The decision to display his work in such a way is a clear meeting point between the practices of both Chagas and Beyond Entropy. Beyond Entropy’s work for the Architecture Exhibition in 2012 showed a clear interest in relational aesthetics, and the possibility for artistic intervention to implement actual, structural change in a society. They planted Arundo Donax, a commonly occurring cane, in the liminal spaces between buildings in Luanda’s suburbs. The rapidly growing plant naturally filters water through its root system, and is an ideal plant for biomass, making it an environmentally and ecologically sound alternative for municipal growth. The exhibition in Venice then saw a 1:1 reconstruction of the system of planting that viewers could walk around.
The decision for the display of their 2012 project examined the impossibility of recreating or representing an environment, and how this can be used to create an entirely new experience as a result. It is here that the duo’s work overlaps with the interests of the artist selected, Edson Chagas, and it is along this vein that the Encyclopedic City project has clearly developed. There is no attempt to provide an ‘encyclopedic’ perspective of Angola to the western viewer: when viewers walk around the installation, they are not walking around Luanda; when viewers take away the posters, they are not in possession of the city. The novelist Jorge Luis Borges’ On Exactitude in Science described a fictitious 1:1 map, “a Map of the Empire whose size was that of the Empire, coinciding point for point with it.” ‘Luanda, Encyclopedic City’ is clearly not an attempt at a similar endeavour: there is no desire to recreate the city facsimile, but rather to explore the personal interaction with a city, and how this can be used to shape a new, alternative space.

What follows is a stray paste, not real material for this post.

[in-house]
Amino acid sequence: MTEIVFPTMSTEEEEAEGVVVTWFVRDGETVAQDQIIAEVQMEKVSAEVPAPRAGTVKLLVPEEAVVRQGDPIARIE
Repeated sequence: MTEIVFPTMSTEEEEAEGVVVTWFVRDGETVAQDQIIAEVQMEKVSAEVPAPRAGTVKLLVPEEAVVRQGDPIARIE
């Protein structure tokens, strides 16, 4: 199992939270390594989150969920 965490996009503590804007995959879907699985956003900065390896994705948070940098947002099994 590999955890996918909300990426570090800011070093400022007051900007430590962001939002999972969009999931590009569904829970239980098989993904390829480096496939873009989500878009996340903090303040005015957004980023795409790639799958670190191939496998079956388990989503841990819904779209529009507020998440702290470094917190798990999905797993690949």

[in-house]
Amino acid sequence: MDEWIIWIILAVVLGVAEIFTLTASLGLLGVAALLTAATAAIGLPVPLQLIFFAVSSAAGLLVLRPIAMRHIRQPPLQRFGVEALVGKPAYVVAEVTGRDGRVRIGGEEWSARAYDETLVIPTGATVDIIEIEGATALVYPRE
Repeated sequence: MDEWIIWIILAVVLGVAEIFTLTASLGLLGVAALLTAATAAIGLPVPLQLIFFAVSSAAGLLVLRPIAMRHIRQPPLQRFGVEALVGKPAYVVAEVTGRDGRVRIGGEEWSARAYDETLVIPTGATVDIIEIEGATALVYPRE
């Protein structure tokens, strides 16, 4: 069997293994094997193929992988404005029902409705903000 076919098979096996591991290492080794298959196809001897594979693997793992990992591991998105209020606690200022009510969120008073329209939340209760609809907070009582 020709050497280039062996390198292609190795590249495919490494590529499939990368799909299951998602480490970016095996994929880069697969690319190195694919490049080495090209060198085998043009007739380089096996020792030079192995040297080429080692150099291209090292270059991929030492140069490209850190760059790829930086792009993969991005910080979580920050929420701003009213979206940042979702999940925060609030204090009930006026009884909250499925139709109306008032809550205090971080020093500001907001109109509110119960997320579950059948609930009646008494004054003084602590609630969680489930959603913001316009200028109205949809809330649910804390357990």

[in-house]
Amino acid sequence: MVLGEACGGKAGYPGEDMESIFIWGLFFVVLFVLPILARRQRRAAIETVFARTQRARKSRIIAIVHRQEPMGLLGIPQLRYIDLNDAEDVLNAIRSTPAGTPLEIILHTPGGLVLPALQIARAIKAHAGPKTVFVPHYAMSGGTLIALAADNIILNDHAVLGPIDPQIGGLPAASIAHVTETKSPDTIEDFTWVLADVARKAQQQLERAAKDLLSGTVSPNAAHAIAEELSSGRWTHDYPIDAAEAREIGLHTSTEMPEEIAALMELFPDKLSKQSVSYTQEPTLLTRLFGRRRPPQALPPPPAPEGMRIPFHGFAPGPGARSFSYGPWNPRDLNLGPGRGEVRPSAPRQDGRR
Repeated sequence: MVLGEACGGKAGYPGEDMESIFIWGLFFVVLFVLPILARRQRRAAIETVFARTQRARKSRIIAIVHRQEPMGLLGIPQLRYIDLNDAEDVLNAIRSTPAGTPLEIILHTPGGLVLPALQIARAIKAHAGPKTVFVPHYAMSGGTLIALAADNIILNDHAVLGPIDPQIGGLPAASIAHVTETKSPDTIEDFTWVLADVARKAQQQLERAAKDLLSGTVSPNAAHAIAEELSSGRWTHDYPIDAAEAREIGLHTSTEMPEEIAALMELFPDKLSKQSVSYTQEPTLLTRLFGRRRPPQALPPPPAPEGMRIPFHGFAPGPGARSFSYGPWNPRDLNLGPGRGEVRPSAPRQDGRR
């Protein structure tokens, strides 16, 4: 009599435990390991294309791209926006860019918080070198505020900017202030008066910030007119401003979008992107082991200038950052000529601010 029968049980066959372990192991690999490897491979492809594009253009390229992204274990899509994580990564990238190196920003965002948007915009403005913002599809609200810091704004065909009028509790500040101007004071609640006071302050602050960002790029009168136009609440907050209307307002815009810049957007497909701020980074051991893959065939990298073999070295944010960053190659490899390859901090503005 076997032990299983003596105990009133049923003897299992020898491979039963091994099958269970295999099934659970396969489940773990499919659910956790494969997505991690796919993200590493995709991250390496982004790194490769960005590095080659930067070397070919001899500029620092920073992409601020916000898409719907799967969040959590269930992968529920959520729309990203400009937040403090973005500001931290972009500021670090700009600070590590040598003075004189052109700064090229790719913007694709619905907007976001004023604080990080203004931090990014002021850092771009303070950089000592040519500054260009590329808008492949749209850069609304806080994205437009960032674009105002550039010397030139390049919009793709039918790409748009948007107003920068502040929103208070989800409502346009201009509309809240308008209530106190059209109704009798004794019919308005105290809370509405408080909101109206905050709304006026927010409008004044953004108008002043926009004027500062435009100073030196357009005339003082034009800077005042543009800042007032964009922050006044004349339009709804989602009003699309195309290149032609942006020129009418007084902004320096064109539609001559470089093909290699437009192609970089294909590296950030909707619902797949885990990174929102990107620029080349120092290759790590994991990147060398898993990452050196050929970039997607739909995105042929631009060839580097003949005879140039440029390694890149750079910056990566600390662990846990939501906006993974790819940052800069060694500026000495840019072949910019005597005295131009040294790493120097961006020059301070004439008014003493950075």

As the first sub-Saharan country to participate in the Venice Biennale, it would perhaps have been tempting for the organisers to create an exhibition centred around an attention-grabbing gimmick, to prove the progressive nature of the Angolan contemporary art scene. The Angola Pavilion is progressive, yes, but not affectedly so; it is a considered, thoughtful gesture that is sympathetic to the country and the viewer. Winning the Golden Lion for best pavilion is a clear, well-deserved success.
Images courtesy Beyond Entropy Press Office:
1. Luanda, Encyclopedic City, Pavilion of the Republic of Angola at the 55th International Art Exhibition – la Biennale di Venezia. Palazzo Cini, credits: Paolo Utimperger
2-3. Luanda, Encyclopedic City, Pavilion of the Republic of Angola, 55th International Art Exhibition- La Biennale di Venezia. Courtesy Edson Chagas, APalazzo Gallery
4. Luanda, Encyclopedic City, Pavilion of the Republic of Angola at the55th International Art Exhibition – la Biennale di Venezia. Palazzo Cini, credits: Paolo Utimperger